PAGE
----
The idea behind Pixels is brilliant- essentially, America sent a bunch of videos of humans playing classic video games into space, some aliens found it, took it as a war message and decided to challenge us for our planet using lifelike versions of those classic games. As setups for summer blockbusters go, that's pretty good. Throw in Adam Sandler, Kevin James as the President of the United States (let that sink in for a second) and an atrociously goofy screenplay, and that premise gets worn down a little bit. In the film, Sandler and James play Sam Brenner and Cooper, two gaming buddies in the 1980s who went down separate career paths- Brenner pretty much became a member of the Best Buy Geek Squad (although it's called the Nerd Brigade or something like that in the movie), while Cooper became the President of the United States.
In the 80s, Ludlow (Josh Gad) and Eddie (Peter Dinklage) were also video game champs, and rivals of Brenner. By the time the present day rolls around, Ludlow is living with his mother while Eddie is in prison. But all four of them will be reunited when Galaga attacks an Air Force base, prompting President Cooper to recruit the team of experts to lead the counter-attack against the aliens, who lead an assault with Pac-Man, Centipede and Space Invaders, along with a bevy of other classic characters. If Brenner and the squad lose too many times, it's game over for them- and for the whole planet.
The charm of Pixels is that it is pure, 100% dumb fun. There's nothing too preachy or deep about it. This is just a movie about middle-aged guys fighting video game characters with the help of the US army. Going in, you have to know that the humor will be lowbrow. I mean, this is a movie where one of the running jokes is that a certain character wants to have a three-way with Martha Stewart and Serena Williams. If you buy a ticket for Pixels, that's the movie you're getting into. It's not all about the nostalgia or the video games. Sandler manages to inject his typical brand of humor into this flick, and that does make the movie worse off sometimes.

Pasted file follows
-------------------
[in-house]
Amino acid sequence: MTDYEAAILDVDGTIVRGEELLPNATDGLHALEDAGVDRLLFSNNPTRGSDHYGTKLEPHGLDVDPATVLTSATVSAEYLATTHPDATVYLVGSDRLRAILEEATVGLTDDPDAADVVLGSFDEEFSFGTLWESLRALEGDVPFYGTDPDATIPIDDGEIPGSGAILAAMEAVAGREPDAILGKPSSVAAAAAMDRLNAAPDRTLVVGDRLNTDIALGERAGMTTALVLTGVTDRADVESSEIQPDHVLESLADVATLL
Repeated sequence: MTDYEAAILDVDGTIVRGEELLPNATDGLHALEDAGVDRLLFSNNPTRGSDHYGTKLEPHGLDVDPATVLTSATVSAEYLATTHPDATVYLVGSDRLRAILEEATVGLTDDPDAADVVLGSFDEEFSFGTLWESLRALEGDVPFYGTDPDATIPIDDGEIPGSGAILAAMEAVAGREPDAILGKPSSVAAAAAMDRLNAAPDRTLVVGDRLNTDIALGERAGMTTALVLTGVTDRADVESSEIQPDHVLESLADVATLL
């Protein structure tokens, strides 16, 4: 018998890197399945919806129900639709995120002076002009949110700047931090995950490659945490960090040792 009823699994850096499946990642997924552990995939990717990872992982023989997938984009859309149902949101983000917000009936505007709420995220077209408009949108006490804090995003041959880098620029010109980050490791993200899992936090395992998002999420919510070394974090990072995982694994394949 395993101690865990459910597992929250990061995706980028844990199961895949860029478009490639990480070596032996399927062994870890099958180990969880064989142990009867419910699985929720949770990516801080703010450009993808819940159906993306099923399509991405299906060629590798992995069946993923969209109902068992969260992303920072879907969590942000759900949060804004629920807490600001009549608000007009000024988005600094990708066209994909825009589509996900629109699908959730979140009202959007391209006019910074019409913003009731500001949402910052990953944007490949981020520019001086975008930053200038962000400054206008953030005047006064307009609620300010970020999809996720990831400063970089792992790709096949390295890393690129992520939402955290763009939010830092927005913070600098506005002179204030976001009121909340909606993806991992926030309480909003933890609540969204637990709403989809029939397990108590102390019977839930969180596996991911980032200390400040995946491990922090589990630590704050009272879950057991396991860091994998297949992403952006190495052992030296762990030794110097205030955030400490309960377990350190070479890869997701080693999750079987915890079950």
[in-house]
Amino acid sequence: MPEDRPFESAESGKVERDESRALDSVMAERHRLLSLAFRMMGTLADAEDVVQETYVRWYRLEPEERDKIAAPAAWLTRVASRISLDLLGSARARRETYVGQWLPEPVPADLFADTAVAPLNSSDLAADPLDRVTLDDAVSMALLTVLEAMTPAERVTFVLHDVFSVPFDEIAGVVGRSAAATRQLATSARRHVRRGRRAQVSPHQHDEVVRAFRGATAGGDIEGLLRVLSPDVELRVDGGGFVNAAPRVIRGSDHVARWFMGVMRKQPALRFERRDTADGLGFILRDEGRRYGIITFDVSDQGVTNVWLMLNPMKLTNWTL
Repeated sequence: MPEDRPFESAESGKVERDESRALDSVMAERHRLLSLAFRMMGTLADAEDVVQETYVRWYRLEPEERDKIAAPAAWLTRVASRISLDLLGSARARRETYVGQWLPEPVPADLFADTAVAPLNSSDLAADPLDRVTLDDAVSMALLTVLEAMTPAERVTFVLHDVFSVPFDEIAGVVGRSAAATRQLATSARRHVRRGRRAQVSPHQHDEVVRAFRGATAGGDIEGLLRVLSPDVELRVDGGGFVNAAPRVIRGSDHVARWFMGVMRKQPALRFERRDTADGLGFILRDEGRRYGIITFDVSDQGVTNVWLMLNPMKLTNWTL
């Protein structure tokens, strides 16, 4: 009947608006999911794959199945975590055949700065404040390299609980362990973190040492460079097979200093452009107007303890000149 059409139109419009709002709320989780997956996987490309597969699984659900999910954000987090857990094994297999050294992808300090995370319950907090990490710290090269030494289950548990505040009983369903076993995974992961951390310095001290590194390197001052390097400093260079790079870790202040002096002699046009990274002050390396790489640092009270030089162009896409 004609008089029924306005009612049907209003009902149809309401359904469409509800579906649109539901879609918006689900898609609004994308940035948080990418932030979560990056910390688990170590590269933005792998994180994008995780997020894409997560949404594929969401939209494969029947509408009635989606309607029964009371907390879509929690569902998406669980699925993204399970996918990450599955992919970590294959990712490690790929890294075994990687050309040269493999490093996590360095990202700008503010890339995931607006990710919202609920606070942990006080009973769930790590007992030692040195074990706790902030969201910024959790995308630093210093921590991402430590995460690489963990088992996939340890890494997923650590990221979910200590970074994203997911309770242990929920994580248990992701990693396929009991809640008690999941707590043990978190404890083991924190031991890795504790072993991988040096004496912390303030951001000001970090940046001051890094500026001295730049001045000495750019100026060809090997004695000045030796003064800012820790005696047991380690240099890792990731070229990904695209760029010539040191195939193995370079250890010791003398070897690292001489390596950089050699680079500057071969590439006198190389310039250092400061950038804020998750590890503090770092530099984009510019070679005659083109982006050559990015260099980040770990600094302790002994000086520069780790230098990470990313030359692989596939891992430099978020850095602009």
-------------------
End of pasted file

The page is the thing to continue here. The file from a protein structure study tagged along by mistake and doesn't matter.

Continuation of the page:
Beyond the undeniable fun factor, I know that Pixels isn't necessarily a good film. The characters are lazily written, the stakes are never properly set and the action scenes, while fun, have zero weight or gravity. The acting is mostly bad- Sandler and James are their usual selves, but Gad and Dinklage surprised me with their awfulness. These are two gifted and smart performers who are left to work with pathetic roles where they either speak with dumb accents (Dinklage) or spout off embarrassingly nonsensical dialogue (Gad). It's pretty sad to watch and the talents of these two men were definitely wasted in this film.
It's a shame, honestly, when I go back and think about how great Pixels could have been in the hands of another group of people. Ghostbusters is a classic because Ivan Reitman knew what to do with the concept and used the actors well. Wreck-It Ralph is a great homage to video games because the filmmakers set up a convincing world where video game characters lived and breathed like actual people. Pixels isn't that good because it's just a series of fun, but inconsequential action scenes with some Sandler jokes thrown in for good measure. With some script re-tooling, I have a feeling that we would be having a very different conversation in regards to this film.
Although I think Pixels didn't really deserve the critical drubbing it received, I perfectly understand why people despised this film. Pixels isn't complex or interesting- just set your expectations low and you'll probably enjoy yourself. I know that is the faintest of faint praise, but it's simply true. Sandler and James aren't exactly aiming for the sky here and for what it is, Pixels is decent. Simultaneously one of the best and one of the most incredibly awful movies of the summer, Pixels falls into the area of cinematic McDonald's- you know that it's terrible for you, you cry at how horrible it is, but somehow, you just can't stop eating it.
THE FINAL GRADE: B- (6.6/10)
Image Credits: MovieWeb, Wired, Huffington Post, IGN